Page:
Euphorbia virosa (Pictures 627 and 629)

Euphorbia virosa (Willd) is a vigorous shrub with maximum growth of about 3 meters high. Distribution is from the Orange river to the north of Namibia and South Angola.

The stem is divided into large numbers of branches 50-60 mm thick and segmented in joints 70-90 mm length. The flowers are produced mostly at the end september, and beginning of october. The photo of this plant was taken on september 30th in 1996 and the plant was just starting producing flower-buds as you can see on the close-up photo.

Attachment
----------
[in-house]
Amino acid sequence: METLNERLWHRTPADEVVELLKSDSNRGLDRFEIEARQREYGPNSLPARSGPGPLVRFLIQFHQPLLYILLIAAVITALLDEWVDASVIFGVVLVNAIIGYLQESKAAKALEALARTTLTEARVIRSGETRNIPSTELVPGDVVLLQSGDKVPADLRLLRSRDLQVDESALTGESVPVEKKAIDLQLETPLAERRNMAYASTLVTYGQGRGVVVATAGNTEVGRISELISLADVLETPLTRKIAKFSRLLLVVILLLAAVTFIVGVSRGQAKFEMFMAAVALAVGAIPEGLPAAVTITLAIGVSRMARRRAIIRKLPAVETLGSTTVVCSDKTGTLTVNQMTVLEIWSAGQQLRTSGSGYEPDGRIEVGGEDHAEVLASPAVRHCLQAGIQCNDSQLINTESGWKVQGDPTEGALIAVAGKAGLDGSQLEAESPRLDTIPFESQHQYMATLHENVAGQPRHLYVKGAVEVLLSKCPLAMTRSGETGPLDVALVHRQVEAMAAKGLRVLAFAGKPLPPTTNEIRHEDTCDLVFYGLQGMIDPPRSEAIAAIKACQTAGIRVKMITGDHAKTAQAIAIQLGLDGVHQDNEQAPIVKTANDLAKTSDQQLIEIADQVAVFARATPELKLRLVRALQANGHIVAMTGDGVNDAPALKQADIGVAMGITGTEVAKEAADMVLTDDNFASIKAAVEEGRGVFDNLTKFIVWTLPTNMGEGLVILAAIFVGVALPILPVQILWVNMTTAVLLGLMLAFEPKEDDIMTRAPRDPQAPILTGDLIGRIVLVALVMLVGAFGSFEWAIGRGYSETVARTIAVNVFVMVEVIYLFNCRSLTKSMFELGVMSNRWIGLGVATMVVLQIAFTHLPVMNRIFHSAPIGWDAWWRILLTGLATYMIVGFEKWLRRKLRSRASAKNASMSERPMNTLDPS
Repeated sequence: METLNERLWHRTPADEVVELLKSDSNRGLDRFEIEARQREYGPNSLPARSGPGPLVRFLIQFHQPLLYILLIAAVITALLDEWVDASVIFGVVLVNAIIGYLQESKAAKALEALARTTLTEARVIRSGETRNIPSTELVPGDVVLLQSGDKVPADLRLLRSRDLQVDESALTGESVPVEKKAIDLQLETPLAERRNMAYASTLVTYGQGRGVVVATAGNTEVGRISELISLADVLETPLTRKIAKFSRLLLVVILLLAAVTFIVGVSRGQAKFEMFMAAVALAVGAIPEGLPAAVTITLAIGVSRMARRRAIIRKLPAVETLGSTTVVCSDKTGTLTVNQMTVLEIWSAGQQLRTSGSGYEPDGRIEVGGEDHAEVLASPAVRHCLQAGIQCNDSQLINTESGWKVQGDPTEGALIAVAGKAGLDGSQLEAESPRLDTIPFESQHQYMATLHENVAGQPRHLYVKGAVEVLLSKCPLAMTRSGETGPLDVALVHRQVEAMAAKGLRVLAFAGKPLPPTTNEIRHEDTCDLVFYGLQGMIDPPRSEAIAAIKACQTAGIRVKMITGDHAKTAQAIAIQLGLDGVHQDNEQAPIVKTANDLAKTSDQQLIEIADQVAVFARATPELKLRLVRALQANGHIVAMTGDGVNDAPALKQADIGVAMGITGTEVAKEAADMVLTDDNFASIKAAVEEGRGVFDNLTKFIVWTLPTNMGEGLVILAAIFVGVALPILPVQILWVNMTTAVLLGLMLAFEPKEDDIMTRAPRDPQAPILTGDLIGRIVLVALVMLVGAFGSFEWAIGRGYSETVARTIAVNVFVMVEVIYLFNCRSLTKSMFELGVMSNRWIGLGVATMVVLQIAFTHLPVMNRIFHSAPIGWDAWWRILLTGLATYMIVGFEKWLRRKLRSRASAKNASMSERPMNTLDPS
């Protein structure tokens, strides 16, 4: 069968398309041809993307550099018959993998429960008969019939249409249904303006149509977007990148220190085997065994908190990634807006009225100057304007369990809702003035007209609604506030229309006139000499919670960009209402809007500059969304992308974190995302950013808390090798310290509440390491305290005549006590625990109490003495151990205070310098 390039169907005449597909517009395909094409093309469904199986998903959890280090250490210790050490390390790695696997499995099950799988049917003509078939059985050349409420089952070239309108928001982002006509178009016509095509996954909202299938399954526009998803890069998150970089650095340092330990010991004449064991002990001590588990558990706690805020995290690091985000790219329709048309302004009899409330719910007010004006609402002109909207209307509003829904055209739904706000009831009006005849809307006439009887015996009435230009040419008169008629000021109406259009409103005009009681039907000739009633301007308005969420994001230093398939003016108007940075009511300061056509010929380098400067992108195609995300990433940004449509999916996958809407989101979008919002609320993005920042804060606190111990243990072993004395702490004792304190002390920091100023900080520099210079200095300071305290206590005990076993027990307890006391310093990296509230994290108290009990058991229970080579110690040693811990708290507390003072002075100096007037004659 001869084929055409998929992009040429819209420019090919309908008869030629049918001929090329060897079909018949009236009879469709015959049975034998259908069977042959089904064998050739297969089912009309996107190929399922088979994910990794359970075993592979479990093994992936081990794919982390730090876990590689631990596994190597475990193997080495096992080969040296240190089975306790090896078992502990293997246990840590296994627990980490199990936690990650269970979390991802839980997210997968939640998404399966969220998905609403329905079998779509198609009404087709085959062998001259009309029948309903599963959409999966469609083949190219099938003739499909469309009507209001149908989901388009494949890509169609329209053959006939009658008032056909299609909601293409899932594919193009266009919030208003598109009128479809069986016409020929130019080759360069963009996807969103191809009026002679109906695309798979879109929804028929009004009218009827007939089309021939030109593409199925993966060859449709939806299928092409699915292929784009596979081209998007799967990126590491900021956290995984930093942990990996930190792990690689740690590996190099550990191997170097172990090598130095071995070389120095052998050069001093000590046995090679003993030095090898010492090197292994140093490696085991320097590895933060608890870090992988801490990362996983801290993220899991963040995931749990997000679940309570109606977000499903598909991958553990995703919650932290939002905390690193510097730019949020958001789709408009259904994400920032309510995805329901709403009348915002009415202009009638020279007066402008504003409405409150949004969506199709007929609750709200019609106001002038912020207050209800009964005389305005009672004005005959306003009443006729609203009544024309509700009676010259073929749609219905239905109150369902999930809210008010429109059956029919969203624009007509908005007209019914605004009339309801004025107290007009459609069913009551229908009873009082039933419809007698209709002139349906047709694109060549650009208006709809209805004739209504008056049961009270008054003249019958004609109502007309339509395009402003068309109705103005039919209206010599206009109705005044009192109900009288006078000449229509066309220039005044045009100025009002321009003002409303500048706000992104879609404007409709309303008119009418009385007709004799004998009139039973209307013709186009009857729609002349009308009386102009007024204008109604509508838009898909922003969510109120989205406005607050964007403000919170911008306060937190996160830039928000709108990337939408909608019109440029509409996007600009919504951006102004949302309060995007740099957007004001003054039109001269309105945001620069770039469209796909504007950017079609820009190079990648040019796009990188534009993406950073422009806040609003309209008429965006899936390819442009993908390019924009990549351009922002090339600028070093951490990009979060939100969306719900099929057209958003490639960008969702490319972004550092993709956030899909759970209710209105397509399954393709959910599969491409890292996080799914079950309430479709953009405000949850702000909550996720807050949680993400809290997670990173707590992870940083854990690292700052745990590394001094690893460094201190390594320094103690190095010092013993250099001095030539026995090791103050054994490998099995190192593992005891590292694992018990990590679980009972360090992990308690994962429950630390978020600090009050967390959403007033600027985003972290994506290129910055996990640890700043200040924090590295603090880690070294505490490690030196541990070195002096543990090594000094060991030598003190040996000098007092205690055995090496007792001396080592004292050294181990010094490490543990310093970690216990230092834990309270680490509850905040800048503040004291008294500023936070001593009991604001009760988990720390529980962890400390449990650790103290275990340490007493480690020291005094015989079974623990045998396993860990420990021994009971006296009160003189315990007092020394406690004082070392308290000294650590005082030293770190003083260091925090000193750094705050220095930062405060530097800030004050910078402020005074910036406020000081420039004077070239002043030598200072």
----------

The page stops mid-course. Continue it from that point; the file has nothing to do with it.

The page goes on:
This plant was growing in Namibia, Schwakopmund, near Kuiseb-valley. The local name is "Gifboom", which means "poisened tree". It grows in the driest and hottest parts of South-Africa and in Namibia in the same places also grows Euphorbia avasmontana but E.virosa is more common. Virosa means "bad smell" and in Kaokoland in Namibia the white juice of virosa is mixed with that of Adenium boehmiammum and used as an arrow-poison to hunt small animals.